Dymond Aerospace was not listed in the business directory there either. 

There is another branch of the same virtual office company in that building as well. The person in the reception area told CBC News last month they had never heard of Dymond.

Dymond Aerospace has listed its office address at this building in a Nepean business park, about a 20-minute drive from downtown Ottawa. But on a recent visit, CBC News could not find any company presence there. (Jean Delisle/CBC)

Meanwhile, Dymond incorporated a federally registered numbered company last year for his business interests in Newfoundland. He is calling it the Greater N.L. Partnership. The listed address is in an east-end St. John’s office building.

When a CBC News reporter visited on the afternoon of Nov. 25, there appeared to be no one inside. 

The person at the office next door indicated that, to their knowledge, no one had been working out of the Dymond Group office in a couple of months. 

Director for a year, and says he didn’t know it 

There is also apparent confusion about who has been directing Dymond’s operations in the nation’s capital.

Dymond himself was listed as sole director when he incorporated the two Ottawa-based companies back in 2017.

Directors play a key role. According to the federal government, they are responsible for supervising the activities of the corporation.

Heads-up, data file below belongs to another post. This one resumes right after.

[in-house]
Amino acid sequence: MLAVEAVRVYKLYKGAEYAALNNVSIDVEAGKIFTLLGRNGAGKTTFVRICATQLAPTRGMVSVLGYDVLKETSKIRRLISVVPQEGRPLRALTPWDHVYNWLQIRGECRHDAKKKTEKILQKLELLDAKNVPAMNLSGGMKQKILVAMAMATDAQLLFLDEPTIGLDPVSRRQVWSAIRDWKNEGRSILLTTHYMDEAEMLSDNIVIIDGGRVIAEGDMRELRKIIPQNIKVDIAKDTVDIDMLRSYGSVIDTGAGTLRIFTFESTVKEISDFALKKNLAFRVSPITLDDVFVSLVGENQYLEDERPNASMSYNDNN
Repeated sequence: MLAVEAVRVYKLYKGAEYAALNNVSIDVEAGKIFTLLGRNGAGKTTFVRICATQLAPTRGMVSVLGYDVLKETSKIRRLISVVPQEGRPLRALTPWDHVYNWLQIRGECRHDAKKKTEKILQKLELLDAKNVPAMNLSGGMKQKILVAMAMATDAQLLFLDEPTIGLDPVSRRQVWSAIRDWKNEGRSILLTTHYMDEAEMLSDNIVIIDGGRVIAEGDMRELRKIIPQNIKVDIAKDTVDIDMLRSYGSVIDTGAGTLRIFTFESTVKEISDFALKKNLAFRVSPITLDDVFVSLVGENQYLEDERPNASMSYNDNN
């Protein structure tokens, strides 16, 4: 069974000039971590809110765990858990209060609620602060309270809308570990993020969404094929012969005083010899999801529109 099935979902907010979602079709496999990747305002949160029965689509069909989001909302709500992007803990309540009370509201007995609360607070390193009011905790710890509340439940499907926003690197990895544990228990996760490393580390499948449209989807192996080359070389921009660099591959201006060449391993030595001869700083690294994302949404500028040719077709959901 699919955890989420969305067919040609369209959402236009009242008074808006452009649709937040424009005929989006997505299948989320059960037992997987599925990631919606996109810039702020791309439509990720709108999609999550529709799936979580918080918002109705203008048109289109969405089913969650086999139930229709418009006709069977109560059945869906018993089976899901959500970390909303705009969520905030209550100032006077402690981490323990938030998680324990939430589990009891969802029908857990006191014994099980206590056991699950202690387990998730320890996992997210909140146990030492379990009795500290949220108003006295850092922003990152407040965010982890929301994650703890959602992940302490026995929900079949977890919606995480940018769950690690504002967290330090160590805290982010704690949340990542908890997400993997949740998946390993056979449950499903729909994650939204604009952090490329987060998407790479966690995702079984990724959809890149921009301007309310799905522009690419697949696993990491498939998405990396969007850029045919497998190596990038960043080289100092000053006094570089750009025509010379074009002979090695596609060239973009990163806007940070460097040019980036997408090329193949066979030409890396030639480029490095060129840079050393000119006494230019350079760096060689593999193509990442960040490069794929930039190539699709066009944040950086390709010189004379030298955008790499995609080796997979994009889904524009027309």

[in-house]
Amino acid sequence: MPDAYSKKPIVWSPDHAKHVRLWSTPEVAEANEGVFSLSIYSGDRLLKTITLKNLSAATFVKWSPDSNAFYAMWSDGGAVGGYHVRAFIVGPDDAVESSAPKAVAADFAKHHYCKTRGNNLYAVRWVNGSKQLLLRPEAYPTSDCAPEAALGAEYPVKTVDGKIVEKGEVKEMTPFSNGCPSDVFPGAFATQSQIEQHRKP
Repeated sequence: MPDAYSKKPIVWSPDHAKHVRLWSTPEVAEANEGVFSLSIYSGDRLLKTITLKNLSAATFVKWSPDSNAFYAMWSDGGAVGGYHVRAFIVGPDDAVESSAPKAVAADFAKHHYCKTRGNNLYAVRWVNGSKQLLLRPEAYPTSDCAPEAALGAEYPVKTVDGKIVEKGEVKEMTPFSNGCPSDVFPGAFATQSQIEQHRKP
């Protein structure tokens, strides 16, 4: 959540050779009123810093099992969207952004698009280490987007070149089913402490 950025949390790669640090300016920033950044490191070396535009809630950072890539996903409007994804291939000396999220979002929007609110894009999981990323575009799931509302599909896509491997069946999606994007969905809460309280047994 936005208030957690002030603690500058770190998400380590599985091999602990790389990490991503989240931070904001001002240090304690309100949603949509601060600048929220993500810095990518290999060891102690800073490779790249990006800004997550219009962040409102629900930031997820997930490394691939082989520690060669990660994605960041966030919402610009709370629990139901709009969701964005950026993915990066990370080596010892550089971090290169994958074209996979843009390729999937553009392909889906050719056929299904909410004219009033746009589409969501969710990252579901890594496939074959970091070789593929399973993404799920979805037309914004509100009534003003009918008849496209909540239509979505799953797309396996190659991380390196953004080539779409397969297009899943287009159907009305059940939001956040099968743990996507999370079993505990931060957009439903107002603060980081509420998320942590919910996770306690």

In the summer of 2021, Dymond filed documents de-listing himself as director of both the Dymond Group and Dymond Aerospace.

His replacement as director, retroactive to July 2020, was named as Dominic Howarth.

But last month, Howarth told CBC News he hasn’t had anything to do with Dymond for about a year and didn’t actually know he was still listed as a director until recently.

Howarth said a former colleague informed him that he was still on the books as director of the two Dymond companies. So he contacted Dymond and asked to be removed from the position.

He described his role as a “very temporary solution at the time.”

“I didn’t even have the full gist of everything,” he said. “It was more just being a support factor for their company.”

Howarth said he has since moved on to other things and Dymond is the “director, he’s the owner, he’s the guy running all the show and making the decisions.”

The interior of the Stephenville airport terminal is pictured in November. (Patrick Butler/Radio-Canada)

On Oct. 31, Dymond filed paperwork retroactively reappointing himself director of those two companies, all the way back to July 2020.

In his email to CBC News, Dymond said “we are functioning like a startup,” and categorized the changes as routine.

“As most entrepreneurs know, there is a lot of change during the first year(s): change of location and changes in key roles, but we are committed to being transparent about those changes as they develop,” he wrote.